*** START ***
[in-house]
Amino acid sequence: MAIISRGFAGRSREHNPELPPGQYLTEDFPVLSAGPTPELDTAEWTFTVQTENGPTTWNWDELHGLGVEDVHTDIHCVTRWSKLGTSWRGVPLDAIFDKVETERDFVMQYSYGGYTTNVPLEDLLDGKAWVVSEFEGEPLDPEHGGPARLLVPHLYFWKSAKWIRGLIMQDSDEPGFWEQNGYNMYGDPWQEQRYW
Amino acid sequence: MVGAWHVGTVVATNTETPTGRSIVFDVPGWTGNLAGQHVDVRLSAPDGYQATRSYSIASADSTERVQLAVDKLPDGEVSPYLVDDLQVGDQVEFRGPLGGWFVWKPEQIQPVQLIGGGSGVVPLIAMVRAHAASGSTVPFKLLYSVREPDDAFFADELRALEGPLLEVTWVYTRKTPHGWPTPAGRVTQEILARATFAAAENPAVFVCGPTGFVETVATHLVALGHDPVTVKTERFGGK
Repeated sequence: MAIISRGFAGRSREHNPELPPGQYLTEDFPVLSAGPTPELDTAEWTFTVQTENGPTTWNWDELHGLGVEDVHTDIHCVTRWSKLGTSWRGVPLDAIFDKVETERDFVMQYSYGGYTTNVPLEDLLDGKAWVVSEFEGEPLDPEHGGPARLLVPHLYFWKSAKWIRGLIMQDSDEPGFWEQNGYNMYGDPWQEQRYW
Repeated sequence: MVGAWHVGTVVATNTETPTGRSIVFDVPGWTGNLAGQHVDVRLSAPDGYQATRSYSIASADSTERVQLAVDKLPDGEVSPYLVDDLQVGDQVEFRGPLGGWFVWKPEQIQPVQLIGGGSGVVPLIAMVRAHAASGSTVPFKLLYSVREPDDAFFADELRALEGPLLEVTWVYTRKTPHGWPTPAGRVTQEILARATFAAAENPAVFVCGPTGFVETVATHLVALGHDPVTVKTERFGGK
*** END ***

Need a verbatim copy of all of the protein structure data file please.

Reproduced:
[in-house]
Amino acid sequence: MAIISRGFAGRSREHNPELPPGQYLTEDFPVLSAGPTPELDTAEWTFTVQTENGPTTWNWDELHGLGVEDVHTDIHCVTRWSKLGTSWRGVPLDAIFDKVETERDFVMQYSYGGYTTNVPLEDLLDGKAWVVSEFEGEPLDPEHGGPARLLVPHLYFWKSAKWIRGLIMQDSDEPGFWEQNGYNMYGDPWQEQRYW
Amino acid sequence: MVGAWHVGTVVATNTETPTGRSIVFDVPGWTGNLAGQHVDVRLSAPDGYQATRSYSIASADSTERVQLAVDKLPDGEVSPYLVDDLQVGDQVEFRGPLGGWFVWKPEQIQPVQLIGGGSGVVPLIAMVRAHAASGSTVPFKLLYSVREPDDAFFADELRALEGPLLEVTWVYTRKTPHGWPTPAGRVTQEILARATFAAAENPAVFVCGPTGFVETVATHLVALGHDPVTVKTERFGGK
Repeated sequence: MAIISRGFAGRSREHNPELPPGQYLTEDFPVLSAGPTPELDTAEWTFTVQTENGPTTWNWDELHGLGVEDVHTDIHCVTRWSKLGTSWRGVPLDAIFDKVETERDFVMQYSYGGYTTNVPLEDLLDGKAWVVSEFEGEPLDPEHGGPARLLVPHLYFWKSAKWIRGLIMQDSDEPGFWEQNGYNMYGDPWQEQRYW
Repeated sequence: MVGAWHVGTVVATNTETPTGRSIVFDVPGWTGNLAGQHVDVRLSAPDGYQATRSYSIASADSTERVQLAVDKLPDGEVSPYLVDDLQVGDQVEFRGPLGGWFVWKPEQIQPVQLIGGGSGVVPLIAMVRAHAASGSTVPFKLLYSVREPDDAFFADELRALEGPLLEVTWVYTRKTPHGWPTPAGRVTQEILARATFAAAENPAVFVCGPTGFVETVATHLVALGHDPVTVKTERFGGK